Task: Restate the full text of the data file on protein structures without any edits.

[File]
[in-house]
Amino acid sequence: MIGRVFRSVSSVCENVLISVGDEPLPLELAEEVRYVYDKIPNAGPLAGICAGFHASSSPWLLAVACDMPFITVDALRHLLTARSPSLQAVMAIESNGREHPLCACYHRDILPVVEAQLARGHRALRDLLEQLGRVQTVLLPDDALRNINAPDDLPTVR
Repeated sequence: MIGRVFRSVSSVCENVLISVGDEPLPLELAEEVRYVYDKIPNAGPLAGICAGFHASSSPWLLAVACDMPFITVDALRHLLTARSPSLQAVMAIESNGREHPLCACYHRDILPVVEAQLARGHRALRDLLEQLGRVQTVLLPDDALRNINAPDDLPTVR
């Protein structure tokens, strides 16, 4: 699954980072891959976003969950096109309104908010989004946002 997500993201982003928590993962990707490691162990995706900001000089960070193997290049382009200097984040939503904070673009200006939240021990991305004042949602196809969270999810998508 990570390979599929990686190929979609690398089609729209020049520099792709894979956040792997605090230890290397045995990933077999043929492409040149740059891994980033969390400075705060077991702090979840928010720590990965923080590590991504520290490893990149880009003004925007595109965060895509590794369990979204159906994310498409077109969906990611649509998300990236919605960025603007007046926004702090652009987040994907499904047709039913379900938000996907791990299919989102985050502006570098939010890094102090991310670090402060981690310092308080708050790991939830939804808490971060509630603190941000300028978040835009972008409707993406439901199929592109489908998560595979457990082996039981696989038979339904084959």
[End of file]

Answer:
[in-house]
Amino acid sequence: MIGRVFRSVSSVCENVLISVGDEPLPLELAEEVRYVYDKIPNAGPLAGICAGFHASSSPWLLAVACDMPFITVDALRHLLTARSPSLQAVMAIESNGREHPLCACYHRDILPVVEAQLARGHRALRDLLEQLGRVQTVLLPDDALRNINAPDDLPTVR
Repeated sequence: MIGRVFRSVSSVCENVLISVGDEPLPLELAEEVRYVYDKIPNAGPLAGICAGFHASSSPWLLAVACDMPFITVDALRHLLTARSPSLQAVMAIESNGREHPLCACYHRDILPVVEAQLARGHRALRDLLEQLGRVQTVLLPDDALRNINAPDDLPTVR
């Protein structure tokens, strides 16, 4: 699954980072891959976003969950096109309104908010989004946002 997500993201982003928590993962990707490691162990995706900001000089960070193997290049382009200097984040939503904070673009200006939240021990991305004042949602196809969270999810998508 990570390979599929990686190929979609690398089609729209020049520099792709894979956040792997605090230890290397045995990933077999043929492409040149740059891994980033969390400075705060077991702090979840928010720590990965923080590590991504520290490893990149880009003004925007595109965060895509590794369990979204159906994310498409077109969906990611649509998300990236919605960025603007007046926004702090652009987040994907499904047709039913379900938000996907791990299919989102985050502006570098939010890094102090991310670090402060981690310092308080708050790991939830939804808490971060509630603190941000300028978040835009972008409707993406439901199929592109489908998560595979457990082996039981696989038979339904084959």